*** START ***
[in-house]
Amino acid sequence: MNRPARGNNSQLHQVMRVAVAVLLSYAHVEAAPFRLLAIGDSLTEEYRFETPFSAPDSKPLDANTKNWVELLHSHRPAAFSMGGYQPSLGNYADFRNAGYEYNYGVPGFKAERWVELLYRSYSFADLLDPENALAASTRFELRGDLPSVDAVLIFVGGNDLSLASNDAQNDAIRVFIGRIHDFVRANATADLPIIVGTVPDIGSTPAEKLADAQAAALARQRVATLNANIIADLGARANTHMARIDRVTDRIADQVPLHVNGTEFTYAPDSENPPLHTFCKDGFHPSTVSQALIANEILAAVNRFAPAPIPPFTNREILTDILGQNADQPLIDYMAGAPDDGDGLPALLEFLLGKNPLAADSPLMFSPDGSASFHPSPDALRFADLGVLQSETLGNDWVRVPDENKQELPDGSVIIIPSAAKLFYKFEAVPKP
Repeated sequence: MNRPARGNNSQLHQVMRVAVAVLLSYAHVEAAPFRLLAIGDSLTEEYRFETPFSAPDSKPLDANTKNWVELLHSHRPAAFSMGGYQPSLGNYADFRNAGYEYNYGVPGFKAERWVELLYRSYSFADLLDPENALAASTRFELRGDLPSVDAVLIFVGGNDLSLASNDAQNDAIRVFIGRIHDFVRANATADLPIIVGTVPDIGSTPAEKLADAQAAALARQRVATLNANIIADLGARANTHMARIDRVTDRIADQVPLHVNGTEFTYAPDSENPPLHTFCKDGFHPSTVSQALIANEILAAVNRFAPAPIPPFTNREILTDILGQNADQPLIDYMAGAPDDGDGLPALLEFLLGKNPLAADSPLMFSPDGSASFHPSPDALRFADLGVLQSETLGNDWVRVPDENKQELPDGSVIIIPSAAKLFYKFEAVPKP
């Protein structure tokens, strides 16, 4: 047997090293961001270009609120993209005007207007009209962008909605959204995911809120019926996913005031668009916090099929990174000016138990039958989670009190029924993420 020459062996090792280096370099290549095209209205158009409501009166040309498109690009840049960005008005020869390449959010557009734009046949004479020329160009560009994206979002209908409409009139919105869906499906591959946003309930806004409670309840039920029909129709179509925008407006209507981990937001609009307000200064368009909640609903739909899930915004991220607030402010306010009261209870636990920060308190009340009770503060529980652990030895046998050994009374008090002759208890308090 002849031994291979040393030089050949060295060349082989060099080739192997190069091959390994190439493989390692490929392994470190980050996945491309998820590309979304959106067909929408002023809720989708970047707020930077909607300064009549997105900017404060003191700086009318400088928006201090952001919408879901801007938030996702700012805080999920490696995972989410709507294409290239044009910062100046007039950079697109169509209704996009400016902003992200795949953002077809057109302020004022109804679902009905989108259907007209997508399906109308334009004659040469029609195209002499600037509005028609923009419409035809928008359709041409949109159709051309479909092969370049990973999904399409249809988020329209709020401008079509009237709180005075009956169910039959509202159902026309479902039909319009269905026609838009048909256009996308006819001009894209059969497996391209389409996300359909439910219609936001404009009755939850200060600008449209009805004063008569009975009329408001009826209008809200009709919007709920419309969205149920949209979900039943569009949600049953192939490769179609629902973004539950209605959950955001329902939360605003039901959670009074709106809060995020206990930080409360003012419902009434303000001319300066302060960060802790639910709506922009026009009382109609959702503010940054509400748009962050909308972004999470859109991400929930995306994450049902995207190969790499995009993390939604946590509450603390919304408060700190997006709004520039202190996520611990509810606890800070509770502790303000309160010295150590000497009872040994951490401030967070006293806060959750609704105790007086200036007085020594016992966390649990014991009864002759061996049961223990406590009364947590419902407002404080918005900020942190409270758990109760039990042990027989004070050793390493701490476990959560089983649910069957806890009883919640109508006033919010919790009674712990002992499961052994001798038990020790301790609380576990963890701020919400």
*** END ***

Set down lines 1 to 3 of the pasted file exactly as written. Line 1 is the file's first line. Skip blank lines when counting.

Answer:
[in-house]
Amino acid sequence: MNRPARGNNSQLHQVMRVAVAVLLSYAHVEAAPFRLLAIGDSLTEEYRFETPFSAPDSKPLDANTKNWVELLHSHRPAAFSMGGYQPSLGNYADFRNAGYEYNYGVPGFKAERWVELLYRSYSFADLLDPENALAASTRFELRGDLPSVDAVLIFVGGNDLSLASNDAQNDAIRVFIGRIHDFVRANATADLPIIVGTVPDIGSTPAEKLADAQAAALARQRVATLNANIIADLGARANTHMARIDRVTDRIADQVPLHVNGTEFTYAPDSENPPLHTFCKDGFHPSTVSQALIANEILAAVNRFAPAPIPPFTNREILTDILGQNADQPLIDYMAGAPDDGDGLPALLEFLLGKNPLAADSPLMFSPDGSASFHPSPDALRFADLGVLQSETLGNDWVRVPDENKQELPDGSVIIIPSAAKLFYKFEAVPKP
Repeated sequence: MNRPARGNNSQLHQVMRVAVAVLLSYAHVEAAPFRLLAIGDSLTEEYRFETPFSAPDSKPLDANTKNWVELLHSHRPAAFSMGGYQPSLGNYADFRNAGYEYNYGVPGFKAERWVELLYRSYSFADLLDPENALAASTRFELRGDLPSVDAVLIFVGGNDLSLASNDAQNDAIRVFIGRIHDFVRANATADLPIIVGTVPDIGSTPAEKLADAQAAALARQRVATLNANIIADLGARANTHMARIDRVTDRIADQVPLHVNGTEFTYAPDSENPPLHTFCKDGFHPSTVSQALIANEILAAVNRFAPAPIPPFTNREILTDILGQNADQPLIDYMAGAPDDGDGLPALLEFLLGKNPLAADSPLMFSPDGSASFHPSPDALRFADLGVLQSETLGNDWVRVPDENKQELPDGSVIIIPSAAKLFYKFEAVPKP